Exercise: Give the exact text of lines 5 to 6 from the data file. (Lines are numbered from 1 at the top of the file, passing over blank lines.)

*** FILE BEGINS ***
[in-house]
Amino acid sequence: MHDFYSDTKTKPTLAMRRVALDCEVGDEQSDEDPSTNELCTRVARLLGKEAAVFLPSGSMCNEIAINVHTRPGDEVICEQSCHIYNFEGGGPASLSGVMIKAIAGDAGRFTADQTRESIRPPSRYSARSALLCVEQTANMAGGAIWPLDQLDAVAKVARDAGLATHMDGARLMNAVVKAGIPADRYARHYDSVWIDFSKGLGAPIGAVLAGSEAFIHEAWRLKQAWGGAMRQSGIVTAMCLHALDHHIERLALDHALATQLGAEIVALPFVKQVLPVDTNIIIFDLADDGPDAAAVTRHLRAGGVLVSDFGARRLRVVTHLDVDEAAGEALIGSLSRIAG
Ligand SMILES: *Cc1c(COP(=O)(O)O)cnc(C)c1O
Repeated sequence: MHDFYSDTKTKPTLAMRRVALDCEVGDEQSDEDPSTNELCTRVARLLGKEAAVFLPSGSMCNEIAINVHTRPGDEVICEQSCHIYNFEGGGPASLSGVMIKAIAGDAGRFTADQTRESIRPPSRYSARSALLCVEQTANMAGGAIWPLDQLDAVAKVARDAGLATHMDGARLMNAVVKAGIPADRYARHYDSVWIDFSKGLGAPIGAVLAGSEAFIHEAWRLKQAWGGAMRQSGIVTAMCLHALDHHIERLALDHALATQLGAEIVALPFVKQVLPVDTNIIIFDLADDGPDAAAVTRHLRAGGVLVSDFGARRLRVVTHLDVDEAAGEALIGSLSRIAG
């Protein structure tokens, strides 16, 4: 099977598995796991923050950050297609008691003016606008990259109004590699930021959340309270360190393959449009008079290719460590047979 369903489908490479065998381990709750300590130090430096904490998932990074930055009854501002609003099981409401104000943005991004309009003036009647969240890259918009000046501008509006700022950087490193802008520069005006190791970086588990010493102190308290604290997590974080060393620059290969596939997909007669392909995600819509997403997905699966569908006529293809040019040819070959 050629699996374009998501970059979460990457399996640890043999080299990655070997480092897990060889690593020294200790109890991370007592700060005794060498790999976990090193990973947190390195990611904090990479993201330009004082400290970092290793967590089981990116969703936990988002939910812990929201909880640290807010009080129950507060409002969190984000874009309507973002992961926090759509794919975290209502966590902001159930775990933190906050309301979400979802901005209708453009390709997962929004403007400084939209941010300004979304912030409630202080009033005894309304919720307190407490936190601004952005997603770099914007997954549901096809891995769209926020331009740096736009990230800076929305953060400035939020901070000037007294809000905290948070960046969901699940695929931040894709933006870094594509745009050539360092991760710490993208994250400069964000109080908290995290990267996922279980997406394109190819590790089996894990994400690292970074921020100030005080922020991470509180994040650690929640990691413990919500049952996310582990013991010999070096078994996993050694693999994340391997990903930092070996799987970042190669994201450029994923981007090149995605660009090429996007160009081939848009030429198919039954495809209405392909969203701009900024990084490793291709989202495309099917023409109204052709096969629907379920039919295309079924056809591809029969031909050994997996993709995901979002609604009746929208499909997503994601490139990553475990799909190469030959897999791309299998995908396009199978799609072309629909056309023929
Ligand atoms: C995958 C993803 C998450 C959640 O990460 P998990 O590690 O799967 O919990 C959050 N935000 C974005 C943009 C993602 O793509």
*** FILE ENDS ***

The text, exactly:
């Protein structure tokens, strides 16, 4: 099977598995796991923050950050297609008691003016606008990259109004590699930021959340309270360190393959449009008079290719460590047979 369903489908490479065998381990709750300590130090430096904490998932990074930055009854501002609003099981409401104000943005991004309009003036009647969240890259918009000046501008509006700022950087490193802008520069005006190791970086588990010493102190308290604290997590974080060393620059290969596939997909007669392909995600819509997403997905699966569908006529293809040019040819070959 050629699996374009998501970059979460990457399996640890043999080299990655070997480092897990060889690593020294200790109890991370007592700060005794060498790999976990090193990973947190390195990611904090990479993201330009004082400290970092290793967590089981990116969703936990988002939910812990929201909880640290807010009080129950507060409002969190984000874009309507973002992961926090759509794919975290209502966590902001159930775990933190906050309301979400979802901005209708453009390709997962929004403007400084939209941010300004979304912030409630202080009033005894309304919720307190407490936190601004952005997603770099914007997954549901096809891995769209926020331009740096736009990230800076929305953060400035939020901070000037007294809000905290948070960046969901699940695929931040894709933006870094594509745009050539360092991760710490993208994250400069964000109080908290995290990267996922279980997406394109190819590790089996894990994400690292970074921020100030005080922020991470509180994040650690929640990691413990919500049952996310582990013991010999070096078994996993050694693999994340391997990903930092070996799987970042190669994201450029994923981007090149995605660009090429996007160009081939848009030429198919039954495809209405392909969203701009900024990084490793291709989202495309099917023409109204052709096969629907379920039919295309079924056809591809029969031909050994997996993709995901979002609604009746929208499909997503994601490139990553475990799909190469030959897999791309299998995908396009199978799609072309629909056309023929
Ligand atoms: C995958 C993803 C998450 C959640 O990460 P998990 O590690 O799967 O919990 C959050 N935000 C974005 C943009 C993602 O793509």